Modification of Custody in Michigan

Rossow v Aranda, Court must find that the petitioner has carried the initial burden of establishing that there is proper cause or a change in circumstances to modify an existing Michigan child custody order.

Meyer v Meyer, 153 Mich App 419 (1986), a change in a custody order is appropriate at the time the court determines that a modification is in the child’s best interest.

Proper cause and change in circumstances for changing custody in Michigan

Sinicropi v. Mazurek (2006) 729 N.W.2d 256, 273 Mich.App. 149, Mother’s move to another town almost 90 miles away was a sufficient change of circumstances.

Killingbeck v. Killingbeck (2005) 711 N.W.2d 759, 269 Mich.App. 132, Not just any change will suffice to establish a change in circumstances; the evidence must demonstrate something more than the normal life changes (both good or bad) that occur during the life of a child, and there must be at least some evidence that the material changes have had or will almost certainly have an effect on the child.

Thompson v. Thompson (2004) 683 N.W.2d 250, 261 Mich.App. 353Trial court was not required to determine proper cause or change in circumstances when it modified a temporary custody order. 

Vodvarka v. Grasmeyer (2003) 675 N.W.2d 847, 259 Mich.App. 499., To establish a “change of circumstances,” under Child Custody Act provision requiring party seeking change in custody to first establish proper cause or change of circumstances, a movant must prove that, since the entry of the last custody order, the conditions surrounding custody of the child, which have or could have a significant effect on the child’s well-being, have materially changed; the evidence must demonstrate something more than the normal life changes, both good and bad, that occur during the life of a child, and there must be at least some evidence that the material changes have had or will almost certainly have an effect on the child. Vodvarka v. Grasmeyer (2003) 675 N.W.2d 847, 259 Mich.App. 499Child Custody  555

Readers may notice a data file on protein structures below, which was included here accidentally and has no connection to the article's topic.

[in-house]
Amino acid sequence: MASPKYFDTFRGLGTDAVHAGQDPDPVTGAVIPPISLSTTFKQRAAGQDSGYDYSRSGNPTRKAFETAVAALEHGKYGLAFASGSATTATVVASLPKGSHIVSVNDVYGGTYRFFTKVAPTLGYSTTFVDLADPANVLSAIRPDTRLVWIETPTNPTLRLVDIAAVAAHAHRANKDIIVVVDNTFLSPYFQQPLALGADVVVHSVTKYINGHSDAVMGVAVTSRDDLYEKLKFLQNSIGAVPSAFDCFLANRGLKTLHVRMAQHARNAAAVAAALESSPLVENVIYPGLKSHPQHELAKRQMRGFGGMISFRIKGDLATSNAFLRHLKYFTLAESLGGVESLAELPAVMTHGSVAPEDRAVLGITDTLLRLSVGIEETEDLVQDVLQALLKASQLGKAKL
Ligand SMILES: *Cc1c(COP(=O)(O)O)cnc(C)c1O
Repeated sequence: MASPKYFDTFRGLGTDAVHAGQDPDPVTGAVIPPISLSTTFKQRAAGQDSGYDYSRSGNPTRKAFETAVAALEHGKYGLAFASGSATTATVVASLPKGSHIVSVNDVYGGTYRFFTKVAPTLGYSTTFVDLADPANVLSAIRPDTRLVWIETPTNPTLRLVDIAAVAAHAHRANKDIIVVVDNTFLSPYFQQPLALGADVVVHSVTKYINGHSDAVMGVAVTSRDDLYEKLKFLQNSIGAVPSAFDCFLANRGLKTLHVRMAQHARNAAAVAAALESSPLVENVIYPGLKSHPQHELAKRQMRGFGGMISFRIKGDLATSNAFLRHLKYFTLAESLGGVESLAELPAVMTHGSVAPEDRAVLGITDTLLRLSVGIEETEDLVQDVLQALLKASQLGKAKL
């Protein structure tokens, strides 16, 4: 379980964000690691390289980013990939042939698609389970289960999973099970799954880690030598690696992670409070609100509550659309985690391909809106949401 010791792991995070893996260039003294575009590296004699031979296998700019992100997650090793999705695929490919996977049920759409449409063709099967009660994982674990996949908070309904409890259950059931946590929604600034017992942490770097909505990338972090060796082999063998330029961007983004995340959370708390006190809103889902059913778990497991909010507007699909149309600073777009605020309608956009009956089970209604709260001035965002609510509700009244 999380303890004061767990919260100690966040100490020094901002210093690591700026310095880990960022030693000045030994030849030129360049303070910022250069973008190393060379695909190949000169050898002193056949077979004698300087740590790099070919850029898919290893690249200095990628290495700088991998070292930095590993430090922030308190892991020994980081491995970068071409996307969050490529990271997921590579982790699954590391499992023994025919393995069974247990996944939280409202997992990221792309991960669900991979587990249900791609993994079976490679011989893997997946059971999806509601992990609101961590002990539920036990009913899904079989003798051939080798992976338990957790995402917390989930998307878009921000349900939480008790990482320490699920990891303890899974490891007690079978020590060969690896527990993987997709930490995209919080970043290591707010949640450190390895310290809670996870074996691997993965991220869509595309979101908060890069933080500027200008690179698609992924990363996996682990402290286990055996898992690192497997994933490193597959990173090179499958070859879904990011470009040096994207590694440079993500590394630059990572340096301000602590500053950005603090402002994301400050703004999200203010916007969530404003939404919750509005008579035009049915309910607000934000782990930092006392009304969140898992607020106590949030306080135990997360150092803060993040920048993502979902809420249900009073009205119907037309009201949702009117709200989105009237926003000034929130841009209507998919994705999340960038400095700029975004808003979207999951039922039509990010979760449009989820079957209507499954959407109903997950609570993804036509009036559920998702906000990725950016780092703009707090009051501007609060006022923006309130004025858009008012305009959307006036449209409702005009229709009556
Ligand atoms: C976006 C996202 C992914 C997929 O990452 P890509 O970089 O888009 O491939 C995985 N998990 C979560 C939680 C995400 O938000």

Killingbeck v. Killingbeck (2005) 711 N.W.2d 759, 269 Mich.App. 132  The trial court was not required to conduct a full evidentiary hearing for custody modification when the biological father did not allege any change in circumstances in the five-month period between the entry of the original order and the stipulated order.

Burden of proof:  To establish “proper cause” necessary to revisit a child custody order, a movant must prove by a preponderance of the evidence the existence of an appropriate ground for legal action to be taken by the trial court; the appropriate ground(s) should be relevant to at least one of the twelve statutory best interest factors, and must be of such magnitude to have a significant effect on the child’s well-being, and, when a movant has demonstrated such proper cause, the trial court can then engage in a reevaluation of the statutory best interest factors. Vodvarka v. Grasmeyer (2003) 675 N.W.2d 847, 259 Mich.App. 499Child Custody  554

Mother’s move to another town:   Mother’s move to another town almost 90 miles away was a sufficient change of circumstances to warrant trial court to entertain motion for change of custody filed by legal father of child born out of wedlock; move had or could have had a significant effect on five-year-old child’s life. Sinicropi v. Mazurek (2006) 729 N.W.2d 256, 273 Mich.App. 149.

More than the normal life changes required:  Not just any change will suffice to establish a change in circumstances warranting modification of child custody; the evidence must demonstrate something more than the normal life changes (both good or bad) that occur during the life of a child, and there must be at least some evidence that the material changes have had or will almost certainly have an effect on the child. Killingbeck v. Killingbeck (2005) 711 N.W.2d 759, 269 Mich.App. 132.

Mother convicted of third-degree child abuse:  Father seeking change of custody of out-of-wedlock child established “proper cause” necessary to revisit order awarding custody of child to mother, in paternity proceeding; mother had been convicted of third-degree child abuse, she had lost custody of two of her other children, she was exhibiting inappropriate behavior toward father, and she was attempting to prohibit father from visiting child.Vodvarka v. Grasmeyer (2003) 675 N.W.2d 847, 259 Mich.App. 499.


 

 

 

 

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Child custody appeal – What you can do if the court got it wrong.

Why is the established custodial environment so important in Michigan child custody cases?

The responsibility to provide health insurance for kids.

What happened to physical custody in Michigan?

Health care for kids

Child support statute of limitations.

These resources rapidly change – please contact us to discuss the application of the law to your situation.  Our Divorce attorneys and custody lawyers are ready to help

By:  Daniel Findling

The Divorce Guy, Michigan Divorce Attorneys and Specialists

www.thedivorceguy.com

www.divorceforum.com

877-YOUR FIRM